The discovery comes as Egyptian authorities continue work on recovering the estimated $3 billion of antiquities stolen during post-2011 political instability. That effort is resurfacing intense patriotic feeling around Egypt’s cultural patrimony, as well as contributing to the emergence of a new generation of antiquities experts that some say are changing a traditionally dense and hidebound bureaucracy.

Ancient Egyptian Demons - Swansea Museum festival event

People in Swansea can learn more about the mysterious world of ancient Egyptian demons, and create their very own, at a hands-on arts and crafts session taking place at Swansea Museum, home of the famous Egyptian mummy, on Saturday 19 November, as part of the Being Human Festival 2016.

‘Demon stations’ will give people a chance to create their very own heroes and demons.  Children can dress up as their favourite hero or villain and come along to Swansea Museum to make their own character based on their hopes, dreams or fears.


We’ve all seen Egyptian hieroglyphs, but we rarely get to know much about the stories they tell or the wisdom they impart. Now Cambridge University Egyptologist Toby Wilkinson has released a book, Writings from Ancient Egypt, collecting what was written on these ancient papyrus scrolls and stone carvings.

There’s a lot of stuff in there, and it offers an illuminating peek into Egyptian culture. One thing is clear, though: people haven’t really changed much.

In fact, there’s a section from 1850 BCE from 110-year-old pharaonic vizier Ptahhotep that sounds like it could’ve been written yesterday. It’s good advice.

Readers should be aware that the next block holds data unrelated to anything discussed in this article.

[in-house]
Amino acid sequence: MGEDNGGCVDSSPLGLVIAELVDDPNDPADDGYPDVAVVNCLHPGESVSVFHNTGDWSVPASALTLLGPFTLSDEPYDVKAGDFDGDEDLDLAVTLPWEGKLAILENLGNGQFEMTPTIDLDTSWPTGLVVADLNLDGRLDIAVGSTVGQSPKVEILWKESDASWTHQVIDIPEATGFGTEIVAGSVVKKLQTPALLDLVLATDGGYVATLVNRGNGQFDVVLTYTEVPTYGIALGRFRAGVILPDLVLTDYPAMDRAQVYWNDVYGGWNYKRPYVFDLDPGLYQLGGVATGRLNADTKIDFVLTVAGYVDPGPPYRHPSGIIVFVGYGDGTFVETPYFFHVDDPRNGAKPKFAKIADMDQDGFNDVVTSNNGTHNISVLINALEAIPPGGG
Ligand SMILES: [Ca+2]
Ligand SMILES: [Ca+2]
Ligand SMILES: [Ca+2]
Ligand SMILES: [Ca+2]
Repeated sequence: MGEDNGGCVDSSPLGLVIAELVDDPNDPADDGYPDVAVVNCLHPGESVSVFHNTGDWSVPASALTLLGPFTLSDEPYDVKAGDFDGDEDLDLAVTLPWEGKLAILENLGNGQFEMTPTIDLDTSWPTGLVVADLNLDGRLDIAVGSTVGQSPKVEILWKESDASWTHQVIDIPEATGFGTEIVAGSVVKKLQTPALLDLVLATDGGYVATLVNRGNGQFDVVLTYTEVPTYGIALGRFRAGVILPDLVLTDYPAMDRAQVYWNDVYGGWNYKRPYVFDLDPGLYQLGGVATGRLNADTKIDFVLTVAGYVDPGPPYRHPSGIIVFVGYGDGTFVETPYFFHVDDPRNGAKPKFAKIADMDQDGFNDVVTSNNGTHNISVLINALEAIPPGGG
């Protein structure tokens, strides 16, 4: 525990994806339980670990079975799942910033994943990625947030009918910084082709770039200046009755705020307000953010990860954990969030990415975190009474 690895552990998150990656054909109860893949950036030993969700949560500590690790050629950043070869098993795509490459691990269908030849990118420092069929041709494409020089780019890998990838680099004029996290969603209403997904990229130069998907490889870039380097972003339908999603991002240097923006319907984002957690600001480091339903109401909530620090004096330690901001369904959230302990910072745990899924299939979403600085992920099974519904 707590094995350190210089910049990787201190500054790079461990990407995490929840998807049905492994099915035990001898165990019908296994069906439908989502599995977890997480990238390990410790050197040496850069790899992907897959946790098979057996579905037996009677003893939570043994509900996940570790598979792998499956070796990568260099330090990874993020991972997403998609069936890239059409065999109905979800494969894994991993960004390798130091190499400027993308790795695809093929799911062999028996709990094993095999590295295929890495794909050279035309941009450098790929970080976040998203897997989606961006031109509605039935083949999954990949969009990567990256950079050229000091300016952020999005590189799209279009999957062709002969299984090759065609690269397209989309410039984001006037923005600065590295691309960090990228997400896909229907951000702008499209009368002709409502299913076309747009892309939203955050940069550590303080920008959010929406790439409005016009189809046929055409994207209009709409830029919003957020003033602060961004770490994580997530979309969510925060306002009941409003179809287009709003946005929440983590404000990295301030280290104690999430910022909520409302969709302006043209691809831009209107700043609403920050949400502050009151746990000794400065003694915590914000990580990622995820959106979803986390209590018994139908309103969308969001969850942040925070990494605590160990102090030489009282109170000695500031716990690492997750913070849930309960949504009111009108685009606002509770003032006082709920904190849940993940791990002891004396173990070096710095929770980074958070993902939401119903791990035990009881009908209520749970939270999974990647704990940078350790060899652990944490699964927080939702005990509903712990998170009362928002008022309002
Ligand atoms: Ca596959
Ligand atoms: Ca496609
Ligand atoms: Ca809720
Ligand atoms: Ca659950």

Monday, November 14, 2016

Ancient Egypt this Week: A little bit of everything

Unlocking the medical mysteries of King Tut’s tomb

Tutankhamun ruled ancient Egypt for a little more than a decade, from around 1333 B.C. (when he was only 9 years old) to about 1324 B.C., during the 18th dynasty (circa 1550-1295 B.C.) of ancient Egypt’s New Kingdom (circa 1550-1070 B.C.). His brief reign, disabled left leg and foot, and premature death at 18 or 19 have long been sources of fascination.

Soon after Carter’s discovery came rumors of a death curse for anyone disturbing Tut’s deathly repose. Tales of the curse soon grew like a snowball rolling down a huge hill, gaining force and size with each turn.

An Anti-Indiana Jones is Solving the Pyramids’ Secrets

When Yukinori Kawae explores the Great Pyramids at Giza, he isn’t after treasure or lost chambers—he’s looking for dimensions. For all that the pyramids have been dug, scanned, and photographed, the exact measurements of many are still unknown.

The American University in Cairo Press e-newsletter
Already November! For some, that may mean packing away Halloween costumes, bracing for the US elections, anticipating Thanksgiving, preparing for Christmas, and perhaps contemplating new resolutions.

November is also an ideal time to leave the rain and cold weather outside, plunge into drier universes and discover new authors.

Too Many People Have Stolen Egypt’s History; Here’s How It’s Getting It Back
en one asks Tarek Sayed Tawfik about the centuries of theft of Egypt’s historical treasures, he becomes visibly angry.

“We are not encouraging anybody to continue stealing Egyptian objects,” declares the general director of the Grand Egyptian Museum, which is set to open at the beginning of 2018. “In spite of it being difficult and agony to retrieve objects, and it’s not cheap and it takes time. But … anybody who in an illicit way tries to take objects out of Egypt will be prosecuted.”

CT Scans of Mummy of an Ancient Priest Reveal He Was Stricken with Modern Diseases

The mummy of an ancient Egyptian man from 2,200 years ago was recently scanned by researchers. The results proved that the man, who lived during the reign of the Ptolemies, had weak bones and tooth decay – two issues that are generally associated with a more modern way of life.

Timelapse Animations Present The ‘Unexpected’ 3D Facial Reconstruction Of Cleopatra

Cleopatra – the very name brings forth reveries of beauty, sensuality and extravagance, all set amidst the political furor of the ancient world. But does historicity really comply with these popular notions about the famous female Egyptian pharaoh, who had her roots in a Greek dynasty? Well the answer to that is more complex, especially considering the various parameters of history, including cultural inclinations, political propaganda and downright misinterpretations.